That fork in the road again

It seems to be (at least for me) that many things just run their course. Eventually they reach some kind of closure or logical stopping point. This seems to apply to many differnt types of things too, houses, tv shows, favourite foods, favourite coffee spots, pubs, friendships, software preferences, laptop preferences, jobs. The list goes on.

Ahh yes. Jobs

Fork in the road (from the muppets)

So in the post BHP world my mental health improved greatly. This reassured me that leaving was the right thing for me - it was required. And luck had it that I landed in a pretty reasonable gig with some old mates - and we had some good times and did some cool things. Sadly though it wasn’t really challenging - not in the technical puzzle problem solving sense, and only in the political shit fighting kind of way.

I pride myself on doing great work, and letting my work speak for itself. Many times you do need to draw attention to it because the reason I’m proud about something might not be obvious. Maybe it was a neat hack, or some self generating thing, or sometimes just an awesomely documented thing. Once you do a good job on something, I feel proud that it’s done, and you can move on without hesitation to the next task. (Sidebar: agile methods, story points etc.)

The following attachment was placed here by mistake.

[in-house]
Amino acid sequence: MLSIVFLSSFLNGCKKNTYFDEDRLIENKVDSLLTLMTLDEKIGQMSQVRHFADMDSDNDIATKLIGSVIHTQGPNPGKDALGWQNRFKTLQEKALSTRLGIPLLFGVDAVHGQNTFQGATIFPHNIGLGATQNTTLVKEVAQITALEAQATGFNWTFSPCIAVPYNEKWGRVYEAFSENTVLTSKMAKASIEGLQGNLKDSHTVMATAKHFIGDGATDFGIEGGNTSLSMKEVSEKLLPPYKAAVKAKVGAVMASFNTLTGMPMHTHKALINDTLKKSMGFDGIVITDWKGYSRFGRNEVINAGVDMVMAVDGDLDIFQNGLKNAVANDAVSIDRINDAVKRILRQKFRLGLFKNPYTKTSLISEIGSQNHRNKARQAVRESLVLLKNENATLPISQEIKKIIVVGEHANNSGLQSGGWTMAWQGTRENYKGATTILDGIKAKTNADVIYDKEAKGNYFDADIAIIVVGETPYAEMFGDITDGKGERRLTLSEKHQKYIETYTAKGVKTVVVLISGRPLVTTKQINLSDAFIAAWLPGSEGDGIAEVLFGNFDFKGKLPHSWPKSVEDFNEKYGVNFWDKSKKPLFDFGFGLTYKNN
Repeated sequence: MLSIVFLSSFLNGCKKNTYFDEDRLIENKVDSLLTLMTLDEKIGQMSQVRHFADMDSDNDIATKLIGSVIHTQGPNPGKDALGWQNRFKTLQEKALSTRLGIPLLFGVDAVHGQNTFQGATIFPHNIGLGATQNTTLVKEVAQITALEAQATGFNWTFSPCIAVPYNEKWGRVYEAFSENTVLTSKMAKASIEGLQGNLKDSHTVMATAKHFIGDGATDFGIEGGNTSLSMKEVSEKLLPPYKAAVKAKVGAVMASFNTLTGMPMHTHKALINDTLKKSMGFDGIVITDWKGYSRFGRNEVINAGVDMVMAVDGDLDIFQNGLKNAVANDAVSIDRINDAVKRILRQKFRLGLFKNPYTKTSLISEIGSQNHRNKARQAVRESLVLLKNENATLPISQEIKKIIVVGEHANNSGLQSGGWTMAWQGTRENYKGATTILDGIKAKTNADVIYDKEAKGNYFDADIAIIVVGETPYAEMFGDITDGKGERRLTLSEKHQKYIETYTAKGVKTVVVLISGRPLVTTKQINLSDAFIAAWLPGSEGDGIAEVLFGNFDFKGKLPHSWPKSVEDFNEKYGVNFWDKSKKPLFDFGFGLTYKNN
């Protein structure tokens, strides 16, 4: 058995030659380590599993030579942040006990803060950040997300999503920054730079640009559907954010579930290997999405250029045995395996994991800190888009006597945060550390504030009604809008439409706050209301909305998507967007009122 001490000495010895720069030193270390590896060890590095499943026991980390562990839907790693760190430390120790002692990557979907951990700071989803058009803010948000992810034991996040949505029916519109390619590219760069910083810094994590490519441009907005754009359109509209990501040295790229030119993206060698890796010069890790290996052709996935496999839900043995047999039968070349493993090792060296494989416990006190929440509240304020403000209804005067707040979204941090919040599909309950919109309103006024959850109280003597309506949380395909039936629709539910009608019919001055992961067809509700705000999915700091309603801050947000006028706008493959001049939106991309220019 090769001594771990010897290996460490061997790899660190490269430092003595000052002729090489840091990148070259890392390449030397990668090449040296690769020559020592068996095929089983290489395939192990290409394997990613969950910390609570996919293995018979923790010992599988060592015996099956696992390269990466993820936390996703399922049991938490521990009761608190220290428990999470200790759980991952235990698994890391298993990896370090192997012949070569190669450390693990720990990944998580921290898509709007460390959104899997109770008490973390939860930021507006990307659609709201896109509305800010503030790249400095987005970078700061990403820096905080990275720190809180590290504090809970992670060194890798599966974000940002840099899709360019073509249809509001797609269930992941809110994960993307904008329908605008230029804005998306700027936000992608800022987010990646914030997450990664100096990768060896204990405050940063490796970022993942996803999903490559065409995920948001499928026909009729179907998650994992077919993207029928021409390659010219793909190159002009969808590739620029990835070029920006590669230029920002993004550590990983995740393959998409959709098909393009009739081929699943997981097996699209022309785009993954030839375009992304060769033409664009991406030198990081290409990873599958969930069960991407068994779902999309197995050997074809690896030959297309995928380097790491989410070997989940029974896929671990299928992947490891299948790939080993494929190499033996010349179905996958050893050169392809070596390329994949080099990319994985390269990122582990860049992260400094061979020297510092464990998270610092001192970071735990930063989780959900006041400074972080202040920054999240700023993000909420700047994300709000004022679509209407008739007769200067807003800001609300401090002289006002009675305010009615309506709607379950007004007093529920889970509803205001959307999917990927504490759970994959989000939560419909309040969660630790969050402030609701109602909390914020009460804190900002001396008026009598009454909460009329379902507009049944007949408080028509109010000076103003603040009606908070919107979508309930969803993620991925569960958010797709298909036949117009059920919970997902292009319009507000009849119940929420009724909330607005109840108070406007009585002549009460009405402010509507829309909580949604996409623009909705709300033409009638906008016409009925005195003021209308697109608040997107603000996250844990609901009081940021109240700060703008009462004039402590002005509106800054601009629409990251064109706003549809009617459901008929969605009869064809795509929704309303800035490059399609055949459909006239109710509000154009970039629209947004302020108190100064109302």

Once you have a bunch of these things that are done around, they are solved problems. Possibly building blocks for solving the next thing. Or even just a reference for the skill/technique as a reminder for next time. These solved problems just become another tool in your toolbag. Things like how storage is a solved problem. Running things in VM’s is a solved problem. I’ve done many great things with Ansible over the years, learned a lot and became highly proficient in it - to me using it is a solved problem, which I then can solve many other problems with it (it’s become another tool in my bag).

There are only two hard things in Computer Science: cache invalidation and naming things.

– Phil Karlton

Unfortunately for Rio, this specialised skill area wasn’t truly leveraged to it’s potential. They just weren’t ready, which initially was a concern/risk, in time it proved to be a huge hinderance. But the failings went way deeper. The lack of skilled staff (or any staff) over a prolonged period has cost them dearly. Struggling to do the basics, yet aspirations of flying is only going to disappoint or frustrate. So much technical debt from years of neglect, with few people able to recognise it, let alone fix it. Endless re-orgs too; management must think:

What we have today isn’t working, so we must flip it on it’s head and try something new.

Only to cause pain, disruption to what was working, confusion to everyone, delays to adapt, new gaps in responsibilities, and no success criteria or metrics to measure against. Also the re-orgs are so frequent any broad success will not be achieved because change takes time. Once the next management shuffle happens, whoever did the re-org will have left with their bonus and a pat on the back, and the next person will come in, do another shuffle and round and round it goes.